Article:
Describe the basic events and larger significance of the Watergate scandal.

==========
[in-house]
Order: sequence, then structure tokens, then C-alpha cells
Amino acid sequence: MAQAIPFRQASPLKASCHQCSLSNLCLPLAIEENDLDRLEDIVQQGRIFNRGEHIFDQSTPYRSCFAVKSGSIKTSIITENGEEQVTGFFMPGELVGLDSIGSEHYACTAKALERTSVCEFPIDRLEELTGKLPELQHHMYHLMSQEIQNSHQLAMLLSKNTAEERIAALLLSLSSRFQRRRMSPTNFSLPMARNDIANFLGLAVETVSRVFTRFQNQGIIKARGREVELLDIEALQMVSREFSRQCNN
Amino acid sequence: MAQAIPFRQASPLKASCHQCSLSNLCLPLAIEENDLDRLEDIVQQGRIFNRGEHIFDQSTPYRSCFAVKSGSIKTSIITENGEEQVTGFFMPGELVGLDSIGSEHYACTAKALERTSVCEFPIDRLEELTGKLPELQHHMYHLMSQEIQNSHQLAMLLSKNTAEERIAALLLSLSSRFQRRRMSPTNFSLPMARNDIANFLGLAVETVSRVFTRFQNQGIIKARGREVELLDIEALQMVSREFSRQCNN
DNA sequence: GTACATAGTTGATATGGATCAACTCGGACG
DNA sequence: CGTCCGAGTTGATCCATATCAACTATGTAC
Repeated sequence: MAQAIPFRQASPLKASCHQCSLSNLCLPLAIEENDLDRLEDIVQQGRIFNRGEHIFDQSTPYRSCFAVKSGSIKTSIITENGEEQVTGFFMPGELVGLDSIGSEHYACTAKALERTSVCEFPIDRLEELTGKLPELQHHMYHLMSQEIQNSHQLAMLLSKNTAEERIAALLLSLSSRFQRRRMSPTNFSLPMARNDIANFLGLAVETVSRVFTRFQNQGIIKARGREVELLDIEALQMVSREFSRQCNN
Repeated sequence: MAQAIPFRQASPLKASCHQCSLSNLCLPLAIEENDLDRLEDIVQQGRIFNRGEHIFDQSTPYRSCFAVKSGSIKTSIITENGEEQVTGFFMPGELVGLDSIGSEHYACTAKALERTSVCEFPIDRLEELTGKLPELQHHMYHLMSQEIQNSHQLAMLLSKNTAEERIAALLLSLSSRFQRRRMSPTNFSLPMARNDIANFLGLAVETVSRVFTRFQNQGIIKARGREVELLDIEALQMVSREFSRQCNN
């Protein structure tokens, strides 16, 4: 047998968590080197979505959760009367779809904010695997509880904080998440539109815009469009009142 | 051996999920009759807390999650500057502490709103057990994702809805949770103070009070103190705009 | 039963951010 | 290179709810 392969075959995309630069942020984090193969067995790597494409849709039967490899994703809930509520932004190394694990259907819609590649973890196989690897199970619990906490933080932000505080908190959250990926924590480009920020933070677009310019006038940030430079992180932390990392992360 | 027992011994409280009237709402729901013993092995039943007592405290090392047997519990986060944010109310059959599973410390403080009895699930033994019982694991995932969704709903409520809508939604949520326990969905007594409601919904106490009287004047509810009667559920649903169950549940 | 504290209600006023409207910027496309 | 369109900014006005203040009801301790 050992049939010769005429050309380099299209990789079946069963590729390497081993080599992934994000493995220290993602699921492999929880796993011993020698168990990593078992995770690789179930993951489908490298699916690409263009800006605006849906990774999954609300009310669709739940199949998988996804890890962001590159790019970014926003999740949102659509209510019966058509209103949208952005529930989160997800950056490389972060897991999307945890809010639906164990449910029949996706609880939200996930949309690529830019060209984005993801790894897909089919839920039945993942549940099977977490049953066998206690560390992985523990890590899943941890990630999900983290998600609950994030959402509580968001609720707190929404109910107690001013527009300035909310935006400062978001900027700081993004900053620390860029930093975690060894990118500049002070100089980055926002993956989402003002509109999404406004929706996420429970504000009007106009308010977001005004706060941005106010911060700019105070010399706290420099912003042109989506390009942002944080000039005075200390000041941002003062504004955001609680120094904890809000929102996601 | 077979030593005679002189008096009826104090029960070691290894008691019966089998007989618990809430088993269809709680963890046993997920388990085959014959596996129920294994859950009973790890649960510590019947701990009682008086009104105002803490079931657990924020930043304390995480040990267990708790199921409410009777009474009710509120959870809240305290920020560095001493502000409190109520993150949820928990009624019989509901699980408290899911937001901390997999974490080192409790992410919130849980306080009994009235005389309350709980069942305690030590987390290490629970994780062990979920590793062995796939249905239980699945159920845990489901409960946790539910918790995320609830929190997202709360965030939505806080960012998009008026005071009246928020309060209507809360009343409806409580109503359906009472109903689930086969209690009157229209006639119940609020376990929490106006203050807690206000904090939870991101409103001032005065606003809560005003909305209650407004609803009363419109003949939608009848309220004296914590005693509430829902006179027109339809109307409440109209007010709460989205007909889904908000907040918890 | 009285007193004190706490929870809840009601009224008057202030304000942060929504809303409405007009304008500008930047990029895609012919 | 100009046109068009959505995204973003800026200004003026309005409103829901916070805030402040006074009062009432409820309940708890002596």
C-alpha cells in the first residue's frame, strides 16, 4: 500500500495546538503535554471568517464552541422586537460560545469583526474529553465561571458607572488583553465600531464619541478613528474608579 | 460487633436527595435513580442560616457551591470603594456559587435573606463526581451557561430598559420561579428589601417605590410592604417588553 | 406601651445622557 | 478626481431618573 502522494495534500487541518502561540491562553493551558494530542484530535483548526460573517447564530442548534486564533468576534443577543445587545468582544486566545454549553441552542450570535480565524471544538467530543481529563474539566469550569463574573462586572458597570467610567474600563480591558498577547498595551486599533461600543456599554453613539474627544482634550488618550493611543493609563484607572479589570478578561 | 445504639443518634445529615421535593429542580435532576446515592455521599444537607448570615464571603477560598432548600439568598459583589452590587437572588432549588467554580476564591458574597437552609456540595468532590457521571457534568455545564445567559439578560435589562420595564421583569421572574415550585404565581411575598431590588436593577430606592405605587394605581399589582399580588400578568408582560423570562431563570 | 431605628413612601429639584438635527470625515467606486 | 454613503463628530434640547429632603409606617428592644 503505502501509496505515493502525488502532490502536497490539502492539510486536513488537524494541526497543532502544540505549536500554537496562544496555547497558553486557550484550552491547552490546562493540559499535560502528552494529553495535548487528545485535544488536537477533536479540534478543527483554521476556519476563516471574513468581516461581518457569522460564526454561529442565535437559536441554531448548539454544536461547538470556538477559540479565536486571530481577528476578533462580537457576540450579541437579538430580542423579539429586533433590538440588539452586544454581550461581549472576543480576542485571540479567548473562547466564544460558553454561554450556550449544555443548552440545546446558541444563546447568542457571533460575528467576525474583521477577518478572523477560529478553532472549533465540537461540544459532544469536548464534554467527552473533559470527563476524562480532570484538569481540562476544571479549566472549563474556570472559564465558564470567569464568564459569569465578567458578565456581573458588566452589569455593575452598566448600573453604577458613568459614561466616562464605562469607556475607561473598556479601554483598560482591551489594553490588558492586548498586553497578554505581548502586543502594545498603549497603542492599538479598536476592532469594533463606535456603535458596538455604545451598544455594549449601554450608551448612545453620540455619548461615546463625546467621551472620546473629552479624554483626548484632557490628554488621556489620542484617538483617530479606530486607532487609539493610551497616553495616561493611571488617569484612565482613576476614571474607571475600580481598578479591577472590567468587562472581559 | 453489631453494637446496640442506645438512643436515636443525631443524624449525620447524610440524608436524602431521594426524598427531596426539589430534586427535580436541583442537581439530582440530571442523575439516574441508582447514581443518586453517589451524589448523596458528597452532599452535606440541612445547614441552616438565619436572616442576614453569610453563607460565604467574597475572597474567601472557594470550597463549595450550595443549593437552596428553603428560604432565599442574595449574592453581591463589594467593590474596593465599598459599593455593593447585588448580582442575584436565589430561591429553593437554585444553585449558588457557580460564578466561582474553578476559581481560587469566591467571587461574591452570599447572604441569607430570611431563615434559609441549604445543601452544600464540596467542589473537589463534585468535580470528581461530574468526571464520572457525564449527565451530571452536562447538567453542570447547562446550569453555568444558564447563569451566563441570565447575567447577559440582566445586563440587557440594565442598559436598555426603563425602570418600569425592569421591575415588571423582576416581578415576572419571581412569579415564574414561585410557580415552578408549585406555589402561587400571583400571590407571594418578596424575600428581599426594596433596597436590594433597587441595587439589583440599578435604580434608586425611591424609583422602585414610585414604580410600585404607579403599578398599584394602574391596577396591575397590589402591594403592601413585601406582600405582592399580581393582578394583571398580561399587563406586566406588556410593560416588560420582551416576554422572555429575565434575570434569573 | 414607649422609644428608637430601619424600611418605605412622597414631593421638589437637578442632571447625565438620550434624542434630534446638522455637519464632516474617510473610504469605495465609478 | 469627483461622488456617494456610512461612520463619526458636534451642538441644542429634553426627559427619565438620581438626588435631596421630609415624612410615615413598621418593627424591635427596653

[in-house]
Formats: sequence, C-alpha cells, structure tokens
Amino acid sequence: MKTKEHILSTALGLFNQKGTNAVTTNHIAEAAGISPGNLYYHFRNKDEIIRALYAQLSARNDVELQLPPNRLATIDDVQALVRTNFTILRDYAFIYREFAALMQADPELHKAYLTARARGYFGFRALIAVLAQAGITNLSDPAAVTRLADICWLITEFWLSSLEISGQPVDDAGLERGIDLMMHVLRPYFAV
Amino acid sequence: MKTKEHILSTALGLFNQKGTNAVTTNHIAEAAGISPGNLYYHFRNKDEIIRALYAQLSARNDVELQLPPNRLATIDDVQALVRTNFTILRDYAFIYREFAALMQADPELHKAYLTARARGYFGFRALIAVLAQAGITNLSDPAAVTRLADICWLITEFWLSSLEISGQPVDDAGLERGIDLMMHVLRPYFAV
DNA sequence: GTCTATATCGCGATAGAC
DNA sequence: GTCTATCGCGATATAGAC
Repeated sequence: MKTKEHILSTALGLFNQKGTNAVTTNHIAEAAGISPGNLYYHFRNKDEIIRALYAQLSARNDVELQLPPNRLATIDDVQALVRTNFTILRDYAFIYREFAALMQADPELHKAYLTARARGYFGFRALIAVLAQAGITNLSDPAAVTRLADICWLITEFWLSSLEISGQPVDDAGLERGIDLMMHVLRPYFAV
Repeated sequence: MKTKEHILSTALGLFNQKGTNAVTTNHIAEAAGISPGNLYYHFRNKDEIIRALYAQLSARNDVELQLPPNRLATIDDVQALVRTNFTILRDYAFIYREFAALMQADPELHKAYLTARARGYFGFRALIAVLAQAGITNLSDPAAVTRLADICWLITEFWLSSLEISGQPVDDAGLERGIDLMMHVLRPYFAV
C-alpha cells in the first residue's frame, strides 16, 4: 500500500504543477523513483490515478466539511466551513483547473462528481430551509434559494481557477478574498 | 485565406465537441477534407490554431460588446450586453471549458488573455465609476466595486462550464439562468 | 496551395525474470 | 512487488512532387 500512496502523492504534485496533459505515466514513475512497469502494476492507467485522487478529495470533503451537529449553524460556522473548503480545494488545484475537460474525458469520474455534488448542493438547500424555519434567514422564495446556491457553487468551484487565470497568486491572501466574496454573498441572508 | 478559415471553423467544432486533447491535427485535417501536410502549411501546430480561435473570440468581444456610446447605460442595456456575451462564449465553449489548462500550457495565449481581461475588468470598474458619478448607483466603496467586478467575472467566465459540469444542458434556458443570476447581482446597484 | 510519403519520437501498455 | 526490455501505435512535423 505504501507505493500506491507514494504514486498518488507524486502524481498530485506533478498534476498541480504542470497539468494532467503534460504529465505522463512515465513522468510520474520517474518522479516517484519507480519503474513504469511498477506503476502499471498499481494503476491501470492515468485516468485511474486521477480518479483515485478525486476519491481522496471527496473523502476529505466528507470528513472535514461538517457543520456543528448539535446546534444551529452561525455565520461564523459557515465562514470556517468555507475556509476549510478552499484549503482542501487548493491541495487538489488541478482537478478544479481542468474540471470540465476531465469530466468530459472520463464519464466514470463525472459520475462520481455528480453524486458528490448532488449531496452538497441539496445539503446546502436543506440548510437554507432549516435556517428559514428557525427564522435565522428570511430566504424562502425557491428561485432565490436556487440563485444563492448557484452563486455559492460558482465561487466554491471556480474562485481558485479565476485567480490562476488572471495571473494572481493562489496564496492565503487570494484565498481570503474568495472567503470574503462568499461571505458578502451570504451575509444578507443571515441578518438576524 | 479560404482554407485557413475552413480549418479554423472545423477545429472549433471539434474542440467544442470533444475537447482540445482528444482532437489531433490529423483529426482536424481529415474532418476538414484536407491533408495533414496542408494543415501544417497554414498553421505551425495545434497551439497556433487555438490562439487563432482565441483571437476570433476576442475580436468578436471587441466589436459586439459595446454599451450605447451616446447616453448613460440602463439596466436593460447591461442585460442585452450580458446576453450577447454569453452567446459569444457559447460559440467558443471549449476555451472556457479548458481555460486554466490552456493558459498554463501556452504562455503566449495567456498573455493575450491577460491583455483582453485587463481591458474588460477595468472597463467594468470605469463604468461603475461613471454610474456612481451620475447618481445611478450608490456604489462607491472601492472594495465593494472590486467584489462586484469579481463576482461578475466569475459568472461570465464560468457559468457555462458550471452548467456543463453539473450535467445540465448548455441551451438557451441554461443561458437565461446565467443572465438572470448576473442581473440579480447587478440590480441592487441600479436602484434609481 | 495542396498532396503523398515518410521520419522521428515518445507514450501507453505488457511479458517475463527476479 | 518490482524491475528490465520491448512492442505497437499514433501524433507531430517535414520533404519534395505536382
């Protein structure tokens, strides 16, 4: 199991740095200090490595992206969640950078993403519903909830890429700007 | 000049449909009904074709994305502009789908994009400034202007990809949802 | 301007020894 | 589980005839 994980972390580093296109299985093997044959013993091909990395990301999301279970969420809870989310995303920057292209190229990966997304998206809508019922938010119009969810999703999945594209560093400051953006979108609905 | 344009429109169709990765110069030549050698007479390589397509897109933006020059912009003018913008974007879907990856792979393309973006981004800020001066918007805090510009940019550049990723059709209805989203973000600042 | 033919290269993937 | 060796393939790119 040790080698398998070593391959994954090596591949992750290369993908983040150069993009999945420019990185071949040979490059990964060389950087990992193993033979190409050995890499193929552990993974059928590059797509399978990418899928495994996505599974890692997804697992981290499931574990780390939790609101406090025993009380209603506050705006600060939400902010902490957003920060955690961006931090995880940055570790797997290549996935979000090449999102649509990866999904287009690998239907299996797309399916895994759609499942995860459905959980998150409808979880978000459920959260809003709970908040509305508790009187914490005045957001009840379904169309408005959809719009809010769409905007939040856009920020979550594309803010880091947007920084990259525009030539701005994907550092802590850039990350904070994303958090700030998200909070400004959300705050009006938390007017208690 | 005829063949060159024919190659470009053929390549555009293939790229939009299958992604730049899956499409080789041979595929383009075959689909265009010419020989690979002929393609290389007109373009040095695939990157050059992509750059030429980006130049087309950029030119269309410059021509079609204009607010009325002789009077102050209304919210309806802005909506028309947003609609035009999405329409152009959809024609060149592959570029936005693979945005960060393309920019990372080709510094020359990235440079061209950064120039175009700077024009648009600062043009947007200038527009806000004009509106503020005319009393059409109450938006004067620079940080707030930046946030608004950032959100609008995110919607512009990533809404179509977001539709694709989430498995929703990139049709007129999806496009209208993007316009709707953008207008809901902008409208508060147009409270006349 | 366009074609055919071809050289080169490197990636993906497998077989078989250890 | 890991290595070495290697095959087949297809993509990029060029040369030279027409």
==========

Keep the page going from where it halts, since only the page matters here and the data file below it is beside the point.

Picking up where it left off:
The Watergate scandal involved the Republican Presidential Nominee Richard Nixon, who paid five burglars to break in to the DNC at the Watergate Hotel in Washington, D.C. Nixon, a worried man, felt the need to break-in to the Democratic Convention. This scandal eventually forced Nixon out of office and proved that the President was not above the law. Richard Nixon was re-elected into office in 1972 by defeating McGovern in a landslide (Foner 1014). Nixon received about 60 percent of the popular vote because of his strong campaign in the democratic South (Foner 1014-1015). Nixon was a very paranoid man who always thought someone was out to get him (Sheeler Nov. 26th). He knew that every opposition he had, was a threat to national security (Foner 1015). Richard Nixon had to record every phone call he took for safety reasons. The same year Nixon was reelected, the Watergate scandal took place. Watergate was a hotel where the DNC (Democratic National Convention) was held. This scandal was the downfall of Mr. Richard Nixon’s presidency. To begin, the election of 1972 was between Republican Richard Nixon and Democrat George McGovern. Nixon was the president before, running for reelection against the Senator from South Dakota. Nixon won by a large margin because of his foreign policy success and deep inroads into the Democratic South (Foner 1014-1015). As I stated earlier, Nixon was a paranoid president, who thought everyone and anyone was out to ‘get him’. So, when the DNC was taking place in June 1972, Nixon believed it was necessary to ‘break-in’. A guard called the police because of suspicious activity (Foner 1015). To the day, no historian knows what exactly the five burglars were after, but many know it had no effect of the election of 1972 (Foner 1015). In 1973 a judge reviewed the case and investigated who ordered the break-in. Later, it was found that two journalists...
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